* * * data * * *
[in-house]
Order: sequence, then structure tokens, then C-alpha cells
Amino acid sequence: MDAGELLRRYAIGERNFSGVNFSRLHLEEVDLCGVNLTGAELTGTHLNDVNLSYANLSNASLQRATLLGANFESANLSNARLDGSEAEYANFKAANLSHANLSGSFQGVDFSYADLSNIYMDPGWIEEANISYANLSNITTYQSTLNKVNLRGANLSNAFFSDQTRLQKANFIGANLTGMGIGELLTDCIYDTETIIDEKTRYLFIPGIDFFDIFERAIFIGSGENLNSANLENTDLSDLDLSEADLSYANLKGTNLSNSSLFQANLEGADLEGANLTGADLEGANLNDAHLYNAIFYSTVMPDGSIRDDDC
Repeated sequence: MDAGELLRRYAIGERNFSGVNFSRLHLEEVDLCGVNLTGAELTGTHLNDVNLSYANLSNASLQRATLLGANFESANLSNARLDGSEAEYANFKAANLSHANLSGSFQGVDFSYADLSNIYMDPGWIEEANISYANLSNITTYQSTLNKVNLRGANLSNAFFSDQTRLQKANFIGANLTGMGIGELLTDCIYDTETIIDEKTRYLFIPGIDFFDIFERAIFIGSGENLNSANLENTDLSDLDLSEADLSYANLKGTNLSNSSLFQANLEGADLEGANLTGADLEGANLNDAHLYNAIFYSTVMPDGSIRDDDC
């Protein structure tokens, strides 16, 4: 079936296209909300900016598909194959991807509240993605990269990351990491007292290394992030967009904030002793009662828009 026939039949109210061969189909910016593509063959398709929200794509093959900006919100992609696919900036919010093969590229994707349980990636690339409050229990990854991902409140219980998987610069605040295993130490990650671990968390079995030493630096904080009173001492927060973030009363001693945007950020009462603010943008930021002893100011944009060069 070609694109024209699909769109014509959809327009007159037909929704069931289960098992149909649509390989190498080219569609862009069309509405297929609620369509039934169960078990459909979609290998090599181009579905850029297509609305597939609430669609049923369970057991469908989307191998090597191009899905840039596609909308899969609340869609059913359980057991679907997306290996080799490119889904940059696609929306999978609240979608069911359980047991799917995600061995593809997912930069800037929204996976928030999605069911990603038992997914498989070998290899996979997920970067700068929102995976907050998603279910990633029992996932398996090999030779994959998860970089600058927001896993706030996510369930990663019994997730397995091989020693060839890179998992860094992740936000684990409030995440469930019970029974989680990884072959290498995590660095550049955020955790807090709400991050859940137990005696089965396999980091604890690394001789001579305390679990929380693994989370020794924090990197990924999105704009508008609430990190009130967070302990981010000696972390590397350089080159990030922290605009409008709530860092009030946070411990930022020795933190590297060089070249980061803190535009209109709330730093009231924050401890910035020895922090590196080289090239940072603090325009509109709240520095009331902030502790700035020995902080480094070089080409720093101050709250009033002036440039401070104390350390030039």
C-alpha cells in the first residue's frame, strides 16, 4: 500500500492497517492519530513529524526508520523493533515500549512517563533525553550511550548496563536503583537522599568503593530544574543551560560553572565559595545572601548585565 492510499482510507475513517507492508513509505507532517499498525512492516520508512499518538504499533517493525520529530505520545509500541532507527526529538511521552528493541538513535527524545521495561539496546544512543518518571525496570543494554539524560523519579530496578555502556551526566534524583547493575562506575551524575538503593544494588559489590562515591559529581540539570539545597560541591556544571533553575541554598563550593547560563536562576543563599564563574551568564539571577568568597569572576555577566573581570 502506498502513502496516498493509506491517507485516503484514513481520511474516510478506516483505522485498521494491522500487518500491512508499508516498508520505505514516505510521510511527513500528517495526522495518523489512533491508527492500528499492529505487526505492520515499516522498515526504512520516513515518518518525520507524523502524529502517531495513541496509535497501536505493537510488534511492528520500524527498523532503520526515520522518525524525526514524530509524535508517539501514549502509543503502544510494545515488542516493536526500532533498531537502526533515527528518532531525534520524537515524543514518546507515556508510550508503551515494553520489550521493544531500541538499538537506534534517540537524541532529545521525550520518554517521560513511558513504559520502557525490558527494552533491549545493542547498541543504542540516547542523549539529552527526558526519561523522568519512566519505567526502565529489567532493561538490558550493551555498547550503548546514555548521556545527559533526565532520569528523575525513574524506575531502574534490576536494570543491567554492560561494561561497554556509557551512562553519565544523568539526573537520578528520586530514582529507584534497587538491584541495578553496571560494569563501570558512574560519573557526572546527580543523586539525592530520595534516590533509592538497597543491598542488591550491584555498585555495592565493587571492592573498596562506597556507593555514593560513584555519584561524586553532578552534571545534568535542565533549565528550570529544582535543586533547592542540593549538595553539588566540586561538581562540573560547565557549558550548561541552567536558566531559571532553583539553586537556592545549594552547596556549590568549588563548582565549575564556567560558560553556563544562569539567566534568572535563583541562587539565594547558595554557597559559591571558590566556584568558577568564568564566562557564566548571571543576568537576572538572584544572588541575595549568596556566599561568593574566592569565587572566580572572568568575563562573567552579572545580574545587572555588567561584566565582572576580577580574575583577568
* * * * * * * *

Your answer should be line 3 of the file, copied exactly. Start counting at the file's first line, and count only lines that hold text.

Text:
Amino acid sequence: MDAGELLRRYAIGERNFSGVNFSRLHLEEVDLCGVNLTGAELTGTHLNDVNLSYANLSNASLQRATLLGANFESANLSNARLDGSEAEYANFKAANLSHANLSGSFQGVDFSYADLSNIYMDPGWIEEANISYANLSNITTYQSTLNKVNLRGANLSNAFFSDQTRLQKANFIGANLTGMGIGELLTDCIYDTETIIDEKTRYLFIPGIDFFDIFERAIFIGSGENLNSANLENTDLSDLDLSEADLSYANLKGTNLSNSSLFQANLEGADLEGANLTGADLEGANLNDAHLYNAIFYSTVMPDGSIRDDDC